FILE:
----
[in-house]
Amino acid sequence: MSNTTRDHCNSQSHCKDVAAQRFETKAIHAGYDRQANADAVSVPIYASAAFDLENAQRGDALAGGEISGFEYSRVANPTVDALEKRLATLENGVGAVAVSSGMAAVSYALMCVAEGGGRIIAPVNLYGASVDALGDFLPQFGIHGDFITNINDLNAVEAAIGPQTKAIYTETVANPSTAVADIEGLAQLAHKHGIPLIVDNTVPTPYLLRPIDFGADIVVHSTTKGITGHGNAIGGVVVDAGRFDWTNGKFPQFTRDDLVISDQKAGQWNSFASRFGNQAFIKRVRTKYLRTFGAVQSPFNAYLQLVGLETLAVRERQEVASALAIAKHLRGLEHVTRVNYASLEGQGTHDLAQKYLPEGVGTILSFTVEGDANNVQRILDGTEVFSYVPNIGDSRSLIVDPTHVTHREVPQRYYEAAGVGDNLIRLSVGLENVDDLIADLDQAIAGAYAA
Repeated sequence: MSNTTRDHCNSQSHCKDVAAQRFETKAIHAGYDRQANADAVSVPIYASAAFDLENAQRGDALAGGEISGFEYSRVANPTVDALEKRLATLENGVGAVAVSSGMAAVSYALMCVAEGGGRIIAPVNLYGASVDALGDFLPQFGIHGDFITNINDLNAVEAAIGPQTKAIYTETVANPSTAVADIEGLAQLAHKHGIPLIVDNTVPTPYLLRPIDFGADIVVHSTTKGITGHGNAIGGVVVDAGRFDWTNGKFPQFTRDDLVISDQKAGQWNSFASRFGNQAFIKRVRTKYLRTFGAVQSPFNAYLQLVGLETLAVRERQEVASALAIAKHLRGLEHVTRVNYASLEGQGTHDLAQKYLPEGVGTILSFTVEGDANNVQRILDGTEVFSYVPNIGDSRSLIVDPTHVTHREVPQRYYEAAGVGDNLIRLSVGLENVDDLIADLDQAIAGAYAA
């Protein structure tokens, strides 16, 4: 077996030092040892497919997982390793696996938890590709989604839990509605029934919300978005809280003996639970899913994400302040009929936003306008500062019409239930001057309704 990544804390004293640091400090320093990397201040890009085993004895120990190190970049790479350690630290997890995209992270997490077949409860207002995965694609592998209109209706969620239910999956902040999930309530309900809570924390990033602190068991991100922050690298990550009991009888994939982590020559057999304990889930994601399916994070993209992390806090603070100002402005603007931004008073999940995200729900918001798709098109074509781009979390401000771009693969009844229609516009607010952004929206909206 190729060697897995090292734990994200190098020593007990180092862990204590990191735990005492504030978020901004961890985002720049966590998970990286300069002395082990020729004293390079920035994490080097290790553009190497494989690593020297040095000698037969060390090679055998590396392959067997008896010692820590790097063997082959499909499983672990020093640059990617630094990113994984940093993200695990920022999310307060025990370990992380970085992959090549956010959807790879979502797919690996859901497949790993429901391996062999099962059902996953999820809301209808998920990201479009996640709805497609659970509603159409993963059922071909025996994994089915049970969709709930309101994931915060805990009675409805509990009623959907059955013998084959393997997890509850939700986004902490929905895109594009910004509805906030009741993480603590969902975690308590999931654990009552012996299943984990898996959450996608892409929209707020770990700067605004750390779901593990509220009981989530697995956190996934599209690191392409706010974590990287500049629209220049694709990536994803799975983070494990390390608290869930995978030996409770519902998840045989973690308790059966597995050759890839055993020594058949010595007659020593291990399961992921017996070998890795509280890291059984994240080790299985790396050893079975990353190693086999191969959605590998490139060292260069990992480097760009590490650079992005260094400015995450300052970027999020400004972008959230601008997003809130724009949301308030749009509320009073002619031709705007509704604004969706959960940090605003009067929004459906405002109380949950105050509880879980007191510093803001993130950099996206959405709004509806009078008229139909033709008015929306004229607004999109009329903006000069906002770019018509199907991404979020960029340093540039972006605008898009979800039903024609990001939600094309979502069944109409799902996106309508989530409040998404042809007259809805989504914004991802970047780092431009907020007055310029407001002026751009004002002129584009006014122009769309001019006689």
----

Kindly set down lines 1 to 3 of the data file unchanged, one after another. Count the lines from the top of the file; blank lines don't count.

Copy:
[in-house]
Amino acid sequence: MSNTTRDHCNSQSHCKDVAAQRFETKAIHAGYDRQANADAVSVPIYASAAFDLENAQRGDALAGGEISGFEYSRVANPTVDALEKRLATLENGVGAVAVSSGMAAVSYALMCVAEGGGRIIAPVNLYGASVDALGDFLPQFGIHGDFITNINDLNAVEAAIGPQTKAIYTETVANPSTAVADIEGLAQLAHKHGIPLIVDNTVPTPYLLRPIDFGADIVVHSTTKGITGHGNAIGGVVVDAGRFDWTNGKFPQFTRDDLVISDQKAGQWNSFASRFGNQAFIKRVRTKYLRTFGAVQSPFNAYLQLVGLETLAVRERQEVASALAIAKHLRGLEHVTRVNYASLEGQGTHDLAQKYLPEGVGTILSFTVEGDANNVQRILDGTEVFSYVPNIGDSRSLIVDPTHVTHREVPQRYYEAAGVGDNLIRLSVGLENVDDLIADLDQAIAGAYAA
Repeated sequence: MSNTTRDHCNSQSHCKDVAAQRFETKAIHAGYDRQANADAVSVPIYASAAFDLENAQRGDALAGGEISGFEYSRVANPTVDALEKRLATLENGVGAVAVSSGMAAVSYALMCVAEGGGRIIAPVNLYGASVDALGDFLPQFGIHGDFITNINDLNAVEAAIGPQTKAIYTETVANPSTAVADIEGLAQLAHKHGIPLIVDNTVPTPYLLRPIDFGADIVVHSTTKGITGHGNAIGGVVVDAGRFDWTNGKFPQFTRDDLVISDQKAGQWNSFASRFGNQAFIKRVRTKYLRTFGAVQSPFNAYLQLVGLETLAVRERQEVASALAIAKHLRGLEHVTRVNYASLEGQGTHDLAQKYLPEGVGTILSFTVEGDANNVQRILDGTEVFSYVPNIGDSRSLIVDPTHVTHREVPQRYYEAAGVGDNLIRLSVGLENVDDLIADLDQAIAGAYAA